After deciding that I would use a physical barrier to keep the flax varieties isolated, the next step was to design and build the isolation tents. I wanted to use supplies that could be re-used for other purposes in the future, which ruled out building cages with hammer and nails. Instead I bought 108 4-foot wooden stakes from Amherst Farmers Supply (four stakes for every little bed). To me this is a lot of stakes, and I thought I might have to place a special order, but no! They have literally thousands in stock, so I was able to pick them up the very same day I went in. Continue reading “Flax Pollination and Isolation Part Two”
I am so far behind on writing about my flax project that it’s hard to know where to start. If you and I have spoken in person since last Friday, you already know about my rodent apocalypse. However, rather than skipping too far ahead in the story here on my blog, I will try to reconstruct events chronologically in the next few posts. Continue reading “Flax Pollination and Isolation Part One”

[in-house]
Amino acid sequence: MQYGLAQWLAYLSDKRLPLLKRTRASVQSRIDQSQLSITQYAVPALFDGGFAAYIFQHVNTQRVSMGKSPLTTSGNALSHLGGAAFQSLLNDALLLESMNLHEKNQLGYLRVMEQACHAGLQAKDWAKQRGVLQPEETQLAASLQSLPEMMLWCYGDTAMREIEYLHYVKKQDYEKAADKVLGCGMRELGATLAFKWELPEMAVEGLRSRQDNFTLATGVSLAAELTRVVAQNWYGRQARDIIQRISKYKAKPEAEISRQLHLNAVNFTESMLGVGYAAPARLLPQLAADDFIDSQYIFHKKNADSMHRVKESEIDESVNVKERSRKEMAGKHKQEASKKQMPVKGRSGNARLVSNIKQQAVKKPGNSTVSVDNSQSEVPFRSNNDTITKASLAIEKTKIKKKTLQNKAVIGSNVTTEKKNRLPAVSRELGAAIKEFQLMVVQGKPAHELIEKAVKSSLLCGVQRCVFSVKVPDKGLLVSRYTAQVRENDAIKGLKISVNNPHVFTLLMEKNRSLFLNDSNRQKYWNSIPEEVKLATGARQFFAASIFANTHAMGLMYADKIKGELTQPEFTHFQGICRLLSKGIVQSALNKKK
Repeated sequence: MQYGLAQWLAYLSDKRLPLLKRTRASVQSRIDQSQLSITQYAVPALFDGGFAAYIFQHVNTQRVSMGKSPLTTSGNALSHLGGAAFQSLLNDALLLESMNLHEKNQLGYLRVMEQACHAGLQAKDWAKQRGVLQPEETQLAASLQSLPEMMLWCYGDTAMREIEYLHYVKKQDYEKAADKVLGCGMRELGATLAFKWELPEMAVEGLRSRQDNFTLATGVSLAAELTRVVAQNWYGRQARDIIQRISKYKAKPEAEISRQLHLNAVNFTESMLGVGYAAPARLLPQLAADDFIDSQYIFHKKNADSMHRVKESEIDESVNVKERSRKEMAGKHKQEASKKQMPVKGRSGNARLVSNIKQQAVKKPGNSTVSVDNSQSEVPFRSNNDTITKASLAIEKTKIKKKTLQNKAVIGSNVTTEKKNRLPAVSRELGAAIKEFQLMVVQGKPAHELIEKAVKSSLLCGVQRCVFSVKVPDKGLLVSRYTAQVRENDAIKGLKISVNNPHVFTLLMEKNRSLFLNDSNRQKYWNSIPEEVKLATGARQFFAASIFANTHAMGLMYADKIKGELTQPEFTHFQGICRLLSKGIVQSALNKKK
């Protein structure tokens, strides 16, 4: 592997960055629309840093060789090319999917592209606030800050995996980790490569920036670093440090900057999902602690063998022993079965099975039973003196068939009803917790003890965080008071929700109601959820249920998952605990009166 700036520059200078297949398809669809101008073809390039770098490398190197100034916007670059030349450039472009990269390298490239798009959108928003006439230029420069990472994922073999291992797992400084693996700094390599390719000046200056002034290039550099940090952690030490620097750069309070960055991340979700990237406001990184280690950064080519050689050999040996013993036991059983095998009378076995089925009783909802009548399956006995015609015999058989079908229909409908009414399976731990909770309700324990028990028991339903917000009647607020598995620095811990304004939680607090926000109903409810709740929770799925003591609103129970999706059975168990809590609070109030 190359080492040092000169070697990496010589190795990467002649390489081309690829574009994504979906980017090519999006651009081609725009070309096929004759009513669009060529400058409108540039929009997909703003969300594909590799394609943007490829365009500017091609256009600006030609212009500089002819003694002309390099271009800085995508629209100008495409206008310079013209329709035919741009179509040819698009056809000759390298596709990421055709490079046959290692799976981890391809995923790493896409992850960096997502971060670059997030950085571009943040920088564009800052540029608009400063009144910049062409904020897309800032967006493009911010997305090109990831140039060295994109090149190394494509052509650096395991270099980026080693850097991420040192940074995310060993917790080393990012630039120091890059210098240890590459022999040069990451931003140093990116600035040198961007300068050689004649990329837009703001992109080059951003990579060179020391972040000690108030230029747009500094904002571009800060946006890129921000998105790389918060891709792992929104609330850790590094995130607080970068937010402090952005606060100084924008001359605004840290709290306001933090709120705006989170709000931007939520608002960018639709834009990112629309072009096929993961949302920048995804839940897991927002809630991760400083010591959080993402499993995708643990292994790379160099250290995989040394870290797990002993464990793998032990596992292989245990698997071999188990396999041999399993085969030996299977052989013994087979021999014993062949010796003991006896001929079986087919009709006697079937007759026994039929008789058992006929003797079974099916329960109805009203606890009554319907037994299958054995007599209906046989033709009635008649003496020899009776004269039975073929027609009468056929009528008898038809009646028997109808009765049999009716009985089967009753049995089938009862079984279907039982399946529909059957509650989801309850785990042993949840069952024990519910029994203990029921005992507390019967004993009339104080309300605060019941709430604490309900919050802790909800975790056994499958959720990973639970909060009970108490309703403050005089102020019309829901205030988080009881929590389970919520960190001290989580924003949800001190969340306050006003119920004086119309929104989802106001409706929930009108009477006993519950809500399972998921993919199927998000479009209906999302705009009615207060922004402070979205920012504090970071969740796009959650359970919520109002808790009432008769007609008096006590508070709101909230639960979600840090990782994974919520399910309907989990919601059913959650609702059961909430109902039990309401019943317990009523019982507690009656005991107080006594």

It is now mid-July, a time of year which is inevitably humid here in Massachusetts and often rainy. It is also a peak time of year for harvesting many dye plants. The problem is, when it’s humid and/or rainy, where do you hang them up to dry? Not outdoors….
Here are the woad seeds I saved from the dye plant and fiber plant garden at Bramble Hill Farm. This was from just two or three plants, harvested on July 2, 2015. We had been having a dry spell and they had almost entirely dried on the plants before I cut them off. Yes, I do already have a lifetime supply of woad seeds, and yes, they stay viable for a pretty long time. But here’s my crop of woad seeds for 2015. They are very beautiful, in my opinion.